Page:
Stefan Michalk, spokesman for the association, told the news agency DDP on Friday that despite this small overall drop, branches of the music business such as licensing, concerts and merchandising have prospered this year, though the statistics have not yet been released.
With the wide range of new music technologies now available, and pre-installed music now on new computers and mobile phones, the consumer of the future “will be increasingly particular about what his personal music needs are,” Michalk said. But compared to American and British consumers, Germans are showing a stubborn loyalty to the old-fashioned listening habits.
Despite consistent falls in CD sales, in comparison to other countries Michalk says that Germany still has a “stable business” when it comes to physical sound-storage media. “A lot of people have a mobile phone that can play music, but don’t use this service.”
Michalk warned against introducing technologies to the market before the consumer is ready. “Record companies can’t afford to invest in things that don’t promise success.” Nevertheless he does believe that investing in new ideas is the right way in the long-term.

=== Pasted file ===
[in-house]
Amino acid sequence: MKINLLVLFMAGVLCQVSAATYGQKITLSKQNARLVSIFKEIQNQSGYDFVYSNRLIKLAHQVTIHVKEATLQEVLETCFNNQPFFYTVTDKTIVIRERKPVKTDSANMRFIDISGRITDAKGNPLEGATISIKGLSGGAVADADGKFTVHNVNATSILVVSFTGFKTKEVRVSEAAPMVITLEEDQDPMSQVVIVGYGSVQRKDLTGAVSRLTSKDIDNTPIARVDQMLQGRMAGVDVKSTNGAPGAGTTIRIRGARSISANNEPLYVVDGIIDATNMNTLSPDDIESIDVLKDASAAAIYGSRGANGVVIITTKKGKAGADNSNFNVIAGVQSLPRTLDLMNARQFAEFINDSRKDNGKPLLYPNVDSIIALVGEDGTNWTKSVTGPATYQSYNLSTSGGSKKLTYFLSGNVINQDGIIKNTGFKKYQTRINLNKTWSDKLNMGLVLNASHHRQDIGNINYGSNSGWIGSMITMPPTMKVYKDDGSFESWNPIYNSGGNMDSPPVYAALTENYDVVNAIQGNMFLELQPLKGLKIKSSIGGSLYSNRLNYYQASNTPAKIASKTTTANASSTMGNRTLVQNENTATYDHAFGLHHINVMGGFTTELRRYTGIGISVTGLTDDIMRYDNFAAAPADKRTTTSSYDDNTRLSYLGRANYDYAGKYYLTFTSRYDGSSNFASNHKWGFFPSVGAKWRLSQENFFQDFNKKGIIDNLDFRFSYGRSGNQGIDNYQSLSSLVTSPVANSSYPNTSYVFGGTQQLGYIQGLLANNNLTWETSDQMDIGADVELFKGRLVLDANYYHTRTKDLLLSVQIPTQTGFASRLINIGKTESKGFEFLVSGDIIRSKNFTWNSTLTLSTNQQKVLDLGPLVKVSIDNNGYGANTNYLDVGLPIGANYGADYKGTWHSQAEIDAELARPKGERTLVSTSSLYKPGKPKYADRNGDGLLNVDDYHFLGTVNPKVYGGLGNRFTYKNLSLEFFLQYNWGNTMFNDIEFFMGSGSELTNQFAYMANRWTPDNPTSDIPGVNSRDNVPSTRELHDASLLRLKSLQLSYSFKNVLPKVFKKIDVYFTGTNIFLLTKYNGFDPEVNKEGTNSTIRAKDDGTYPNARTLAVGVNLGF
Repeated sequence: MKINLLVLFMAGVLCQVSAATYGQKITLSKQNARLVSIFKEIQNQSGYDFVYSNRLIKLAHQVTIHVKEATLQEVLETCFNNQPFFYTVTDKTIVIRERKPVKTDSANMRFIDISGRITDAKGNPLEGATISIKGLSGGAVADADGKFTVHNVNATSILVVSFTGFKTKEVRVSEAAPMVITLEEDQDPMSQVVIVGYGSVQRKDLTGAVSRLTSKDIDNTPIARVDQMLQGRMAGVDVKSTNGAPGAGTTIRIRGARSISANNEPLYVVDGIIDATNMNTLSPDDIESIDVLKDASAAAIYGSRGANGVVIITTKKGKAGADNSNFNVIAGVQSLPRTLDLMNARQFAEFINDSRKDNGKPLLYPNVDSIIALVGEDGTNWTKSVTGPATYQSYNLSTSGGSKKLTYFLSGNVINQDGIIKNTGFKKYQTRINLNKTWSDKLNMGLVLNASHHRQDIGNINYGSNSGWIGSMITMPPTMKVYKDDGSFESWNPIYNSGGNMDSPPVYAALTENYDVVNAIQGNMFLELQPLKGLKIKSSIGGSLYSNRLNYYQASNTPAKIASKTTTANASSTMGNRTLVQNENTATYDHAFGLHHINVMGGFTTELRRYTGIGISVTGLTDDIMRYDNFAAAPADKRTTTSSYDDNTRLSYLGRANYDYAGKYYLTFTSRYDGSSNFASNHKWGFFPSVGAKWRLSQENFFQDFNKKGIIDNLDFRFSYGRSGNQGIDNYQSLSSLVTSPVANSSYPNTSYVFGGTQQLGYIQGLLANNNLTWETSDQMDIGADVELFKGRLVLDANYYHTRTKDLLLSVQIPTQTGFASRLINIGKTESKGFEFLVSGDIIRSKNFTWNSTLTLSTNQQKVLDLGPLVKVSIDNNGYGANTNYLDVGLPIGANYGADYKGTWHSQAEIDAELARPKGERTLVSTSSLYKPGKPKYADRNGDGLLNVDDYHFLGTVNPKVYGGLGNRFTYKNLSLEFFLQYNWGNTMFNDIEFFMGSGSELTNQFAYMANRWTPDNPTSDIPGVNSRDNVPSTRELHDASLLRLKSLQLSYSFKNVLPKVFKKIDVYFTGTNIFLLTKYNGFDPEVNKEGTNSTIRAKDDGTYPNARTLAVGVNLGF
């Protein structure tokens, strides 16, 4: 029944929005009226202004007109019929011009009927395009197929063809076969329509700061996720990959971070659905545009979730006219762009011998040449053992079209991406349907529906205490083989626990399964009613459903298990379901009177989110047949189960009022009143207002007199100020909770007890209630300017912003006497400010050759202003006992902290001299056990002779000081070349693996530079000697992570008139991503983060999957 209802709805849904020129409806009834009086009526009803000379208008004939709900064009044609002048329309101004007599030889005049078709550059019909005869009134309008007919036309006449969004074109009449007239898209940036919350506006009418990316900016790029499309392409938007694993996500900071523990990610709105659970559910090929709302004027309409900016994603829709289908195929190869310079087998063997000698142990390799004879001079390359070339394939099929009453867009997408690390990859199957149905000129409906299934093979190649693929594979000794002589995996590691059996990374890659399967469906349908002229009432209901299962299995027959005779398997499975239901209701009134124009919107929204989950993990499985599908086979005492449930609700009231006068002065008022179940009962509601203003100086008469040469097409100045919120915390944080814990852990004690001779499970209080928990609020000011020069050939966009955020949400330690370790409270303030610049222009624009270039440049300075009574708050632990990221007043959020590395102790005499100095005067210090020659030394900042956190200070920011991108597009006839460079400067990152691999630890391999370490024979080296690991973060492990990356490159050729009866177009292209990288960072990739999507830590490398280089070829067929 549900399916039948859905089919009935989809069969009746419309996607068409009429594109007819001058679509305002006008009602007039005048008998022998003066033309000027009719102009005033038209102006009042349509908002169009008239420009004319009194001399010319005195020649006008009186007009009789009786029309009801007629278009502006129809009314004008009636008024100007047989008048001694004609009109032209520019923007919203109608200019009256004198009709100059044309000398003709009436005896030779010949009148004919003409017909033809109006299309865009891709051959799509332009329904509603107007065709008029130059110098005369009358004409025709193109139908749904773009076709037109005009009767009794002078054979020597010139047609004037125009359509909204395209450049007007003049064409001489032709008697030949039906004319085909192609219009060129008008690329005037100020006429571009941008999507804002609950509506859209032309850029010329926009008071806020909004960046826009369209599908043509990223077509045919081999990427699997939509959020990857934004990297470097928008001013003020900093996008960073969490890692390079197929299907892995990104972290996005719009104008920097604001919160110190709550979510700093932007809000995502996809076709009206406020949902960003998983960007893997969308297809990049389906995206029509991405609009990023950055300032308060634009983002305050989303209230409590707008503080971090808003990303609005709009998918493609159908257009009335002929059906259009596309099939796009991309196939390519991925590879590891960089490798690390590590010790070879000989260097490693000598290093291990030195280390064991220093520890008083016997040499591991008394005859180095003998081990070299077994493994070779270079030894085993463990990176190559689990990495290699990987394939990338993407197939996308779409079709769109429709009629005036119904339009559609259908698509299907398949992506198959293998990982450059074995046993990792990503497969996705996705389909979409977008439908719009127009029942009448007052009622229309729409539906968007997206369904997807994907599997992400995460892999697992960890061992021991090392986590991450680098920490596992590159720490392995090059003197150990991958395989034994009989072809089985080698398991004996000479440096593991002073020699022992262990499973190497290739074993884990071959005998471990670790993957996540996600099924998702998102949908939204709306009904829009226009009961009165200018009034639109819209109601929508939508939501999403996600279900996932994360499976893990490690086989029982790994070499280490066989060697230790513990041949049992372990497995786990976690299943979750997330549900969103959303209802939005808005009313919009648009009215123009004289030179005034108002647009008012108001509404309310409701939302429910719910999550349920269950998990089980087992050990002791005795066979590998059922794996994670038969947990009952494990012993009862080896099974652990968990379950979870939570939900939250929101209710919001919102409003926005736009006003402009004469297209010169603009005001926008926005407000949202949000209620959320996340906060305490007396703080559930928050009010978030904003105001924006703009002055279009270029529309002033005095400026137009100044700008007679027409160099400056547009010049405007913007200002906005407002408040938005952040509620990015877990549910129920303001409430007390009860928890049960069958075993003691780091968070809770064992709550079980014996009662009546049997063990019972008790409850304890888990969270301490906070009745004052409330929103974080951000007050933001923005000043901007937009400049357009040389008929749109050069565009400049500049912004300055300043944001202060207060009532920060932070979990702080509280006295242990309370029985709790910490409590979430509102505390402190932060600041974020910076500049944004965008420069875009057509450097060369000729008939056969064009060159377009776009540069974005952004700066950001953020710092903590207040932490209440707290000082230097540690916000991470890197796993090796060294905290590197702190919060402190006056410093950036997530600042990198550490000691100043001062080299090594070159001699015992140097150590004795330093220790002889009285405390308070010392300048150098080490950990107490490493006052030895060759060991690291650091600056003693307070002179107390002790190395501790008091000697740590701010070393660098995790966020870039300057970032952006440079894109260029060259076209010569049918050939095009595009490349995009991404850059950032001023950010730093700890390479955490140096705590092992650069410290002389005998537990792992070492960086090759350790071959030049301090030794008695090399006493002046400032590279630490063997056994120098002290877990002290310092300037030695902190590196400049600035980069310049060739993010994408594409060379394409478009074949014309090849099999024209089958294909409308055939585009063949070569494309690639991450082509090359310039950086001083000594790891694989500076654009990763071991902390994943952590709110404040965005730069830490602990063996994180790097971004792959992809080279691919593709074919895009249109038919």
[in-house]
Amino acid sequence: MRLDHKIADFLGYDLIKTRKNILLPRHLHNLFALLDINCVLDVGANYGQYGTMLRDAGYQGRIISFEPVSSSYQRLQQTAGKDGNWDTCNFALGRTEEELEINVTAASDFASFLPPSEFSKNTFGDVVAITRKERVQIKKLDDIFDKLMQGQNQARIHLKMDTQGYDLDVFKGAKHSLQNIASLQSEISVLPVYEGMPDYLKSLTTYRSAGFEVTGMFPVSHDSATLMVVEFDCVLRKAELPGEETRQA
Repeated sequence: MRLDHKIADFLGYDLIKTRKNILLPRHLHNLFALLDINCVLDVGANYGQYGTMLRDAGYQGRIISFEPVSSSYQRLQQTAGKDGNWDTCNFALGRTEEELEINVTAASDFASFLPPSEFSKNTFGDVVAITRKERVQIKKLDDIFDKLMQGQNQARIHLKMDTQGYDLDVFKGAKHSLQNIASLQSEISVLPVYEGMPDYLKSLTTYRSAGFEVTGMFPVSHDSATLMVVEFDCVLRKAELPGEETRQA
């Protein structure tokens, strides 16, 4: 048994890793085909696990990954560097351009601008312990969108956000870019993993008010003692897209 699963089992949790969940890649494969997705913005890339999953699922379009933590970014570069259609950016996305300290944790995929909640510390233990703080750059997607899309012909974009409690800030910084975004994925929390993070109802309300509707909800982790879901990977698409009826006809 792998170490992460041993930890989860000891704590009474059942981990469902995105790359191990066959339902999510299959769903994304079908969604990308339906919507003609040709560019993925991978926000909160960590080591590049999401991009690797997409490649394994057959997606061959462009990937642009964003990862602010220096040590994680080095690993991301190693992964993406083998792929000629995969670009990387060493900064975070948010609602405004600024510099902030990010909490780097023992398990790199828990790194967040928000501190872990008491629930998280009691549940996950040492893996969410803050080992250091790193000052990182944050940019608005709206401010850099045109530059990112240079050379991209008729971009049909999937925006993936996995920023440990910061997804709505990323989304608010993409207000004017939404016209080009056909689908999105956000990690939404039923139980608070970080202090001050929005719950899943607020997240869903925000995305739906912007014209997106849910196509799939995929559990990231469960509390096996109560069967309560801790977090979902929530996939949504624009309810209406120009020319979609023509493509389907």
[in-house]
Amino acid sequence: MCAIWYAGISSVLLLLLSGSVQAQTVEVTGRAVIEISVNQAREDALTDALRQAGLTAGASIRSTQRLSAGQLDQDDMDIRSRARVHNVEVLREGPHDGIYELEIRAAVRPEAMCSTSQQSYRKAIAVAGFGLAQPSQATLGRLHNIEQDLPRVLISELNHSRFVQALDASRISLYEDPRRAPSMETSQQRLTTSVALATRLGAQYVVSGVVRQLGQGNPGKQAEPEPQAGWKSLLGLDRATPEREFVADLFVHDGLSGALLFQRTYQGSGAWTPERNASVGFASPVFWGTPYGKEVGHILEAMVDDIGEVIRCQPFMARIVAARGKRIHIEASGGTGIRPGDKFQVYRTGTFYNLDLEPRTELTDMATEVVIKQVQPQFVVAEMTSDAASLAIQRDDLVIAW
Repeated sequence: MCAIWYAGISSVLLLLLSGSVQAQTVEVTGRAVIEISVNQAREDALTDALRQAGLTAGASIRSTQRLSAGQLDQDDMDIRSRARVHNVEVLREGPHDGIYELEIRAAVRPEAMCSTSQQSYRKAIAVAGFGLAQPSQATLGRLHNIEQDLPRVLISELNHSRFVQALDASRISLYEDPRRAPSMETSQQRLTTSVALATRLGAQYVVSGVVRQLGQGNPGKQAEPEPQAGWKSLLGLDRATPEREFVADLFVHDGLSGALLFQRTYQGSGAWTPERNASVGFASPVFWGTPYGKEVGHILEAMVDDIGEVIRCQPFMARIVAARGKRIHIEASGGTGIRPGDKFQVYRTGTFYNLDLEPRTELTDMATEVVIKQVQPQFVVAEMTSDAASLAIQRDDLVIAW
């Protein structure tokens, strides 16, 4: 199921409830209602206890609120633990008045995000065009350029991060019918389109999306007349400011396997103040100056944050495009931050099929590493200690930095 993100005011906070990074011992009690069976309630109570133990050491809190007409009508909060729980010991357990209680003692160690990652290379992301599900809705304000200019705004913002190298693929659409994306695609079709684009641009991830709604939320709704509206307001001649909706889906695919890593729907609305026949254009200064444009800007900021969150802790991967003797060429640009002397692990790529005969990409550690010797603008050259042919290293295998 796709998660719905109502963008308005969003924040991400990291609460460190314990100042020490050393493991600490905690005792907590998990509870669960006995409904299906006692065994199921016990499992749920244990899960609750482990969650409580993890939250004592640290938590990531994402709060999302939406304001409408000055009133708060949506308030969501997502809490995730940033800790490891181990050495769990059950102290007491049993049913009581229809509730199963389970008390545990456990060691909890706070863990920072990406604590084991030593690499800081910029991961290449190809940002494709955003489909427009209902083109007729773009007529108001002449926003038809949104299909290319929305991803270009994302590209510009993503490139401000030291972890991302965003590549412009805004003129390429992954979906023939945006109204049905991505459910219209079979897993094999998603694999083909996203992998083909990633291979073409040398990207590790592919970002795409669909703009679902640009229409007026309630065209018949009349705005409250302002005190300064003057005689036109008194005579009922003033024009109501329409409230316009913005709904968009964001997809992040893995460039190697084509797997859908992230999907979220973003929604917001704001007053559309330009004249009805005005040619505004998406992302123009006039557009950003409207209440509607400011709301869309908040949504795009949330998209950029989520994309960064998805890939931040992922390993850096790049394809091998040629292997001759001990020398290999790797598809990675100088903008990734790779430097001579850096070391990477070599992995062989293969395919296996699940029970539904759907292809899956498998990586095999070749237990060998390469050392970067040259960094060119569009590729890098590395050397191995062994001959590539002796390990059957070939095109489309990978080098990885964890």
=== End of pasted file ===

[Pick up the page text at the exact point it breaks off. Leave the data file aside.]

Despite the Germans’ relative conservatism, the turnover figures for 2008 show a 30 to 40 percent increase in download sales. On top of this, users are more often buying whole albums rather than singles online. In the first nine months of the year, there was a 50 percent growth in the sale of so-called music “bundles”.
Up-to-date statistics on illegal downloading are not yet available, though Michalk criticised the announcement of some state prosecutors that they would only pursue music pirates with more than 3,000 downloads. “That wasn’t particularly helpful,” he said.
Since September, the names of illegal downloaders can be legally released in Germany after only one album has been downloaded.